To identify ways for improving the consistency of design, conduct, and results reporting of time and motion (T&M) research in health informatics.
Materials and methods
We analyzed the commonalities and divergences of empirical studies published 1990–2010 that have applied the T&M approach to examine the impact of health IT implementation on clinical work processes and workflow. The analysis led to the development of a suggested ‘checklist’ intended to help future T&M research produce compatible and comparable results. We call this checklist STAMP (Suggested Time And Motion Procedures).
STAMP outlines a minimum set of 29 data/ information elements organized into eight key areas, plus three supplemental elements contained in an ‘Ancillary Data’ area, that researchers may consider collecting and reporting in their future T&M endeavors.
T&M is generally regarded as the most reliable approach for assessing the impact of health IT implementation on clinical work. However, there exist considerable inconsistencies in how previous T&M studies were conducted and/or how their results were reported, many of which do not seem necessary yet can have a significant impact on quality of research and generalisability of results. Therefore, we deem it is time to call for standards that can help improve the consistency of T&M research in health informatics. This study represents an initial attempt.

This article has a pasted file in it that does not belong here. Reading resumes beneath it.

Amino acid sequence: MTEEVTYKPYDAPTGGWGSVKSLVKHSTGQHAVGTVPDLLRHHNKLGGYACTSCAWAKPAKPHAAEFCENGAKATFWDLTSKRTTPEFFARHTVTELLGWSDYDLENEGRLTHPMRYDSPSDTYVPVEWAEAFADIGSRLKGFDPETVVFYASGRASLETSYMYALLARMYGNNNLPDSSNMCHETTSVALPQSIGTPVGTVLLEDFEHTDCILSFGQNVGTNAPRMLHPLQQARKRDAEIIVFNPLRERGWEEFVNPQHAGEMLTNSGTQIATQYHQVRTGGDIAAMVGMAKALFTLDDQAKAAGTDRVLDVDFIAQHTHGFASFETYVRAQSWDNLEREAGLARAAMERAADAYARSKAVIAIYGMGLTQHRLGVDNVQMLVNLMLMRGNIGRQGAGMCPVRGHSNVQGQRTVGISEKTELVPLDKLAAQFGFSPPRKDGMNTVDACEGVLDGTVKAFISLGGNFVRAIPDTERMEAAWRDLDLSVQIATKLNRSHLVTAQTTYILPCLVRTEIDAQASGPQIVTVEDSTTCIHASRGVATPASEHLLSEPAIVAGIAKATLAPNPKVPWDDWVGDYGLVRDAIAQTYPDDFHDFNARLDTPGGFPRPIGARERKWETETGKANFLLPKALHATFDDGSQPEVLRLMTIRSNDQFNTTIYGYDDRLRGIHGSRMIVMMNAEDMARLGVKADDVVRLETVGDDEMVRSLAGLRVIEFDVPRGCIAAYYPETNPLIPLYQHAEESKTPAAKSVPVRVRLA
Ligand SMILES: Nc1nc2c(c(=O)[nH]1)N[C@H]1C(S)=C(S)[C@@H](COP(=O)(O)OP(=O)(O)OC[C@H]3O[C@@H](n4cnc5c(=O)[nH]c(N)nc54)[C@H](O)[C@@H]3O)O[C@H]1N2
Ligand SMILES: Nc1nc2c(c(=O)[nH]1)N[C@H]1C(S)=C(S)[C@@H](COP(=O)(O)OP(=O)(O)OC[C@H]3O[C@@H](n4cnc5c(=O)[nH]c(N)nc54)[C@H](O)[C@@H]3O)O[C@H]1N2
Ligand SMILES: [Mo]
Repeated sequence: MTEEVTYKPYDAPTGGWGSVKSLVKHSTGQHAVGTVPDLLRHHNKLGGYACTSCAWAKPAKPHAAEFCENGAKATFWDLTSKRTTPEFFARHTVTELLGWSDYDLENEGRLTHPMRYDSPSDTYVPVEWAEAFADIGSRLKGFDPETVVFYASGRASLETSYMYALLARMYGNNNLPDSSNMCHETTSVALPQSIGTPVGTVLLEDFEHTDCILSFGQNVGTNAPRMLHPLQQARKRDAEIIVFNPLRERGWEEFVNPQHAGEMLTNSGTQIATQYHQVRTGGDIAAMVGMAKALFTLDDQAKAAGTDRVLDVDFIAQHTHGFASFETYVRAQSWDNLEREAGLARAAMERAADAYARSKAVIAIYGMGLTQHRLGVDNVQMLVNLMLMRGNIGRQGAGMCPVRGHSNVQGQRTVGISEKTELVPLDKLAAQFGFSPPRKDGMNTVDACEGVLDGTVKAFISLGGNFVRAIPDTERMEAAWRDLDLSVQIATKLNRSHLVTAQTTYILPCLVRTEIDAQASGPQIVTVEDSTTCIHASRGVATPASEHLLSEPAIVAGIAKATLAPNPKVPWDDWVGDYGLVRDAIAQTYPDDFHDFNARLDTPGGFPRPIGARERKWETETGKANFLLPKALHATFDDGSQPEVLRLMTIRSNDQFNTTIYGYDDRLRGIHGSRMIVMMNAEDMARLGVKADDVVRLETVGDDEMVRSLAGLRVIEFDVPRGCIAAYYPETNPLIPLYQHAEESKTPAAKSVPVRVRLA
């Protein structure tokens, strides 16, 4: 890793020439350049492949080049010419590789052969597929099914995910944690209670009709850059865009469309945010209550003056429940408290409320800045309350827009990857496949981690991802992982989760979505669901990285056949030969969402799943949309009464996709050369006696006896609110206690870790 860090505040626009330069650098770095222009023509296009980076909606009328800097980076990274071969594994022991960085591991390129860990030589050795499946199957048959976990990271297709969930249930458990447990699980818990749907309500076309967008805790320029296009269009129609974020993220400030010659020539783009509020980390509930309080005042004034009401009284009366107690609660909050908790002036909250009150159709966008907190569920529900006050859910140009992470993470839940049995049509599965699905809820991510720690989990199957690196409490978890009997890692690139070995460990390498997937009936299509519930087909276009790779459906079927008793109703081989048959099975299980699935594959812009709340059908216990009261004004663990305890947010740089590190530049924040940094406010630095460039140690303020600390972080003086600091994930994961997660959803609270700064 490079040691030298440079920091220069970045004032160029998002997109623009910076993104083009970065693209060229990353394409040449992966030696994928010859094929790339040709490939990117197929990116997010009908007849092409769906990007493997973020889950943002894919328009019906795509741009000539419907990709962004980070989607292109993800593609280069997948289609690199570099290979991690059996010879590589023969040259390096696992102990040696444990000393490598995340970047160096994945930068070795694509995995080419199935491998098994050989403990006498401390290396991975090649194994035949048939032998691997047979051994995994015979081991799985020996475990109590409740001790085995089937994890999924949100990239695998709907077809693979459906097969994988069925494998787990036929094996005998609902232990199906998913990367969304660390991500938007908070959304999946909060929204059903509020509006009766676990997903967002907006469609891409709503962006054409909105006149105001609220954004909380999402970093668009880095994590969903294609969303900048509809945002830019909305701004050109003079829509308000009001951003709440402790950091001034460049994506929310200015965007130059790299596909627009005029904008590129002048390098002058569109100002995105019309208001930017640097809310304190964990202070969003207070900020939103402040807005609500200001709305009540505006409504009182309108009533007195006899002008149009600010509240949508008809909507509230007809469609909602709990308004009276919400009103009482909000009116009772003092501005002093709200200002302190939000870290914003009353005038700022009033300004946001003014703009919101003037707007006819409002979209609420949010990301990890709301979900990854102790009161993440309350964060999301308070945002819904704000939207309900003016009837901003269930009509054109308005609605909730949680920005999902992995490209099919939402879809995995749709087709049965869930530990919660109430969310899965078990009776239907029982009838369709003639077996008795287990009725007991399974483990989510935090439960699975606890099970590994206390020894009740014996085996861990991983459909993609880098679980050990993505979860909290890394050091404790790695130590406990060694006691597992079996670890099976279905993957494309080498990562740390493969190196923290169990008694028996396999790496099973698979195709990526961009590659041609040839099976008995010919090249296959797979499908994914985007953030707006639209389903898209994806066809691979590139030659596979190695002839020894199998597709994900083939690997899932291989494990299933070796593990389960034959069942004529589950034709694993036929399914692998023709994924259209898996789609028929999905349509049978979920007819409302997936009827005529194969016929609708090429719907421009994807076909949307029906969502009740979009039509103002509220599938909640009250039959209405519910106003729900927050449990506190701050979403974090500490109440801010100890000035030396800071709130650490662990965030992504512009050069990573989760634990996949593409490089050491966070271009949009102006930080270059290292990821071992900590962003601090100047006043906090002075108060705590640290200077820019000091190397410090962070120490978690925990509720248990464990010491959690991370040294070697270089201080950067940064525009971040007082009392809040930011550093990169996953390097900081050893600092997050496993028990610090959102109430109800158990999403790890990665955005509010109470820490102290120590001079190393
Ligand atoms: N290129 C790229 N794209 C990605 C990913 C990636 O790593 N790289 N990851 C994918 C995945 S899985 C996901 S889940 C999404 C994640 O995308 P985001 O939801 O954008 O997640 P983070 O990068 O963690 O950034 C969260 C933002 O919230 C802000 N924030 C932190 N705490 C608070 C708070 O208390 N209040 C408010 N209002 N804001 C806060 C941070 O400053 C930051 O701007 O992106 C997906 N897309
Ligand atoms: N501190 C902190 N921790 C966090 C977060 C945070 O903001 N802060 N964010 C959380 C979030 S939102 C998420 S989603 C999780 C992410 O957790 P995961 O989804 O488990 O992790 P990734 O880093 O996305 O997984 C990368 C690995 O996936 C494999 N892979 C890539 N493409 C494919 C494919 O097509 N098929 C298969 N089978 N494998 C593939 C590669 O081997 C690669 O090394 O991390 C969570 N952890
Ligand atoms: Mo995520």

We developed a suggested checklist to improve the methodological and results reporting consistency of T&M research, so that meaningful insights can be derived from across-study synthesis and health informatics, as a field, will be able to accumulate knowledge from these studies.
Keywords: Time and motion studies (F02.784.412.846.707), workflow (L01.906.893), health information technology (L01.700), medical informatics applications (L01.700.508), collaborative technologies, personal health records and self-care systems, developing/using clinical decision support (other than diagnostic) and guideline systems, systems supporting patient-provider interaction, human-computer interaction and human-centered computing, improving healthcare workflow and process efficiency, system implementation and management issues, social/organizational study, qualitative/ethnographic field study, cognitive study (including experiments emphasizing verbal protocol analysis and usability), methods for integration of information from disparate sources, information storage and retrieval (text and images), data exchange, communication, integration across care settings (inter- and intra-enterprise), visualization of data and knowledge, developing/using computerized provider order entry